Here are several small examples that demonstrate how you can use fluid properties with Maple’s math and visualization tools (this worksheet contains the complete examples).

Work Done in Compressing a Gas

The work done (per unit mass) in compressing a fluid at constant temperature is

where V1 and V2 are specific volumes and p is pressure.

You need a relationship between pressure and specific volume (either theoretical or experimental) to calculate the work done.

Assuming the ideal gas law, the work done becomes

where R is the ideal gas constant, T is the temperature (in K) and M is the molecular mass (in kg mol-1), and V is the volume.

 Ideal gas constant

Molecular mass of propane

Hence the work done predicted by the Ideal Gas Law is

Let’s now use real fluid properties instead and numerical integrators to compute the work done.

Here, the work done predicted with the Ideal Gas Law and real fluid properties is similar. This isn’t, however, always the case for all gases (try experimenting with ammonia – its strong intermolecular forces result in non-ideal behavior).

Minimum Specific Heat Capacity of Water

The specific heat capacity of water varies with temperature like so.

Let's find the temperature at which the specific heat capacity of water is the lowest.

The lowest specific heat capacity occurs at 309.4 K; this is the temperature at which water requires the least energy to raise or lower its temperature.

Incidentally, this isn’t that far from the standard human body temperature of 310.1 K (given that the human body is largely water, one might hazard a guess why we have evolved to maintain this temperature).

Temperature-Entropy Plot for Water

Maple 2016 generates pressure-enthalpy-temperature charts and psychrometric charts out of the box. However, you can create your own customized thermodynamic visualizations.

This, for example, is a temperature-entropy chart for water, together with the two-phase vapor dome (the worksheet contains the code to generate this plot).

I'm also working on a lumped-parameter heat exchanger model with fluid properties (and hence heat transfer coefficients) that change with temperature. That'll be more complex than these simple examples, and will use Maple's numeric ODE solver.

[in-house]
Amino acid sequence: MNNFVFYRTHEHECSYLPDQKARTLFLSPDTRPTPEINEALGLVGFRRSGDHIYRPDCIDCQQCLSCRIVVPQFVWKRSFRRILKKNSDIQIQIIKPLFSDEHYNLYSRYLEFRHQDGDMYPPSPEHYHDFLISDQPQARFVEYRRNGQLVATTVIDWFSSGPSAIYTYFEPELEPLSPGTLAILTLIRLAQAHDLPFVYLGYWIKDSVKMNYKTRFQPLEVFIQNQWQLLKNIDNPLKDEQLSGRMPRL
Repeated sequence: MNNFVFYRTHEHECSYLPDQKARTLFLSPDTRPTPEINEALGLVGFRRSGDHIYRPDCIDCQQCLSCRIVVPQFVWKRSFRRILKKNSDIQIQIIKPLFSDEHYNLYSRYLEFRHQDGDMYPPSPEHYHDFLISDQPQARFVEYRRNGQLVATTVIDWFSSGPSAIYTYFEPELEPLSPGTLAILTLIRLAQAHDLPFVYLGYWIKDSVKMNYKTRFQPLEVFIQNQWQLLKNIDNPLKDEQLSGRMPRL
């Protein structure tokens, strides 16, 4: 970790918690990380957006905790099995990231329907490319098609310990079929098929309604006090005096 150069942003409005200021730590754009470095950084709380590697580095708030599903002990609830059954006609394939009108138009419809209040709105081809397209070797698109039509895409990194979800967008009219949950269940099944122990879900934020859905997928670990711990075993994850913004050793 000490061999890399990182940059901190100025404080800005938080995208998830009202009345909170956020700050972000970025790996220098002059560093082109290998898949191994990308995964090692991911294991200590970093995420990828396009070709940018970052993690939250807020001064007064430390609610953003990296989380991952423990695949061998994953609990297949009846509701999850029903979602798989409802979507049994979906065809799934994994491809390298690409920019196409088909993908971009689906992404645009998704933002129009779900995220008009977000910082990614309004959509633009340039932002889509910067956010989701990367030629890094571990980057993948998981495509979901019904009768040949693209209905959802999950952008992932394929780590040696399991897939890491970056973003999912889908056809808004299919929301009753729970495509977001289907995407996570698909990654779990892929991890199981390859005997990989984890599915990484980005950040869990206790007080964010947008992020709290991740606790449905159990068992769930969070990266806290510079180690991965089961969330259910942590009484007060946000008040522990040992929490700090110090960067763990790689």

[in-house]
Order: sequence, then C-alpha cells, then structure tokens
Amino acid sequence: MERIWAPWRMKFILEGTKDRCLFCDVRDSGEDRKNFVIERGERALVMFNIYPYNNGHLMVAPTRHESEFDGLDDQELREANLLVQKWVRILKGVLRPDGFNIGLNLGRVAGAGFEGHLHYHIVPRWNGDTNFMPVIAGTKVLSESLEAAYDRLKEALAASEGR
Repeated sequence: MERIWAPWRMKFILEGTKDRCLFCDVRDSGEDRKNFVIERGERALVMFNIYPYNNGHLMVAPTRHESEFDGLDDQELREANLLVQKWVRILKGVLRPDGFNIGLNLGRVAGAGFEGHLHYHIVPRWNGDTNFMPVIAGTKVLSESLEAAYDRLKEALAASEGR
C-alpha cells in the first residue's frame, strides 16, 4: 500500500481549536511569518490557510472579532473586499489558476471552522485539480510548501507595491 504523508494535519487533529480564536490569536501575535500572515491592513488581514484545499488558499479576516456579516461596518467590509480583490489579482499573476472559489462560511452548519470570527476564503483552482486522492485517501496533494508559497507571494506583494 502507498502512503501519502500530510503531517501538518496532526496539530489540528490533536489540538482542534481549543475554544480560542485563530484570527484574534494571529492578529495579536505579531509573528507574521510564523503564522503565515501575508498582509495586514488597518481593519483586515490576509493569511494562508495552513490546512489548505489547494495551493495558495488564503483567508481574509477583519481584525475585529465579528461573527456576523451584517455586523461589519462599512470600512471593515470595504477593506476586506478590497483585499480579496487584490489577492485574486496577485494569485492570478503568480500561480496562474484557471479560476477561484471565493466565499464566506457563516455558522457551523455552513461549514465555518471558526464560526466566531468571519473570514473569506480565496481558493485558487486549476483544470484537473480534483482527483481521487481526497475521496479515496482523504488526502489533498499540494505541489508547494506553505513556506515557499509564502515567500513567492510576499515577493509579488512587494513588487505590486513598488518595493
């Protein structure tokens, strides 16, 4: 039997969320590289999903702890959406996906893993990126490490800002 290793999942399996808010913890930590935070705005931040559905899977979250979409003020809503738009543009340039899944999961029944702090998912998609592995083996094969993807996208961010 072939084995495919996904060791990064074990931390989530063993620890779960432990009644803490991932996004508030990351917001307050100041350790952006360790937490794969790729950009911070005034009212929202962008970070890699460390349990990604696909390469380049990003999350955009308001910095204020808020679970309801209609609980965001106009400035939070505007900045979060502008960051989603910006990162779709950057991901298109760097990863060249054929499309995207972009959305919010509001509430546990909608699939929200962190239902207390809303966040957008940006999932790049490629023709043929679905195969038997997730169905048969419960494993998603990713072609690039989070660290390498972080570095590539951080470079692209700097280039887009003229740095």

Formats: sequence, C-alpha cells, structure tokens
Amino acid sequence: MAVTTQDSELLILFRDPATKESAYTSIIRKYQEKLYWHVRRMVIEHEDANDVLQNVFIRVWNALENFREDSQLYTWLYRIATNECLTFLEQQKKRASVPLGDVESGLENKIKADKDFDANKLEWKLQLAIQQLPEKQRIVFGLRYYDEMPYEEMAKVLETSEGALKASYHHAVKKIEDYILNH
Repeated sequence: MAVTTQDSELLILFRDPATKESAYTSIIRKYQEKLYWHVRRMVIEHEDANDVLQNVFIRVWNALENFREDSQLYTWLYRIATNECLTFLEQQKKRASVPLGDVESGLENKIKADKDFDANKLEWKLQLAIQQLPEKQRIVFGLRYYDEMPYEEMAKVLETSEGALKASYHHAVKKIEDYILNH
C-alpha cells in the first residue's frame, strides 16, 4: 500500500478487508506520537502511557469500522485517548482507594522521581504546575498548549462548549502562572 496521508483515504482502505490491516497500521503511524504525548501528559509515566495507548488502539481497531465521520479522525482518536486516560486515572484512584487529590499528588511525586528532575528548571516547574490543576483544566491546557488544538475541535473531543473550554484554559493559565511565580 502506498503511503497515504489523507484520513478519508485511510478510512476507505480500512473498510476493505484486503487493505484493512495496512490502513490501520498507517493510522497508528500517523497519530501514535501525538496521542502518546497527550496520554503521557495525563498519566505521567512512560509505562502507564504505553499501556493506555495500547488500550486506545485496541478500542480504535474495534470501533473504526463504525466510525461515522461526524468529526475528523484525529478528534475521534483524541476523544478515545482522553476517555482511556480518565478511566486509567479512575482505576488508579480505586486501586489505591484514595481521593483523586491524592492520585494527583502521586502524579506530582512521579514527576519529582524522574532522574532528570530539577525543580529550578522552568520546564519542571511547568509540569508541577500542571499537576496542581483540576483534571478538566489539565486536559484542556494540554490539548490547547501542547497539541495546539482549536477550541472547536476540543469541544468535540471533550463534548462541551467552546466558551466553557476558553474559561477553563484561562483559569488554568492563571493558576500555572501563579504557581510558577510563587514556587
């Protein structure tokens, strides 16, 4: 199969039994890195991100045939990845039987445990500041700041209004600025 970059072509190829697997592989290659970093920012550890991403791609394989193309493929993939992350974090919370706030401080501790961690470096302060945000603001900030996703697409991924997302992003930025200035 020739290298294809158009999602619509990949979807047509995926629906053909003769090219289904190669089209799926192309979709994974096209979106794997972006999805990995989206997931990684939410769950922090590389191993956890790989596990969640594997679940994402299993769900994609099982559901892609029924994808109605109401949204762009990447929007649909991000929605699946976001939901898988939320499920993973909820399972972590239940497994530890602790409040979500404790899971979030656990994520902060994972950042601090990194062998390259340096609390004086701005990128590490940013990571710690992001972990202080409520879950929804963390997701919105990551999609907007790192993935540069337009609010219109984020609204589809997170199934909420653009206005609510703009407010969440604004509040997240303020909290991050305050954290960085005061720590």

I’m pleased to announce the release of Maple T.A. 2016.

For this release, we put a lot of effort into streamlining the authoring experience. We worked closely with customers to find out how they authored content, the places where they found the interface awkward, the tasks that took longer than they should have, and what they’d like to see changed. Then we made it better.

Right away you’ll notice that questions and assignments are no longer in separate places in Maple T.A. All your content is stored in a convenient location that makes it simple to browse your content. Contextual navigation, filtering options, sorting tools, question details, drag and drop organization, combined import feature, and more make it easier than ever to find and organize your content. The Maple T.A. Cloud also sees improvements. Not only can questions be shared, but assignments and entire course modules can be as well.

For question creation, we consolidated all question authoring into the question designer, so you have a single starting point no matter what kind of question you want to create. We have also refined the text editor to help authors find the tools they need to modify their questions. This includes embedding external content, importing questions from the repository, text formatting options, and more.

Of course, once you have questions, you’ll want to put them into an assignment, and assignment creation is now easier than ever. A key change is that you can now create and modify questions while you are creating an assignment, without having to leave the assignment editor. There are also changes to how you preview questions, set properties, and even save your assignments, all of which contribute to making assignment creation simpler and faster.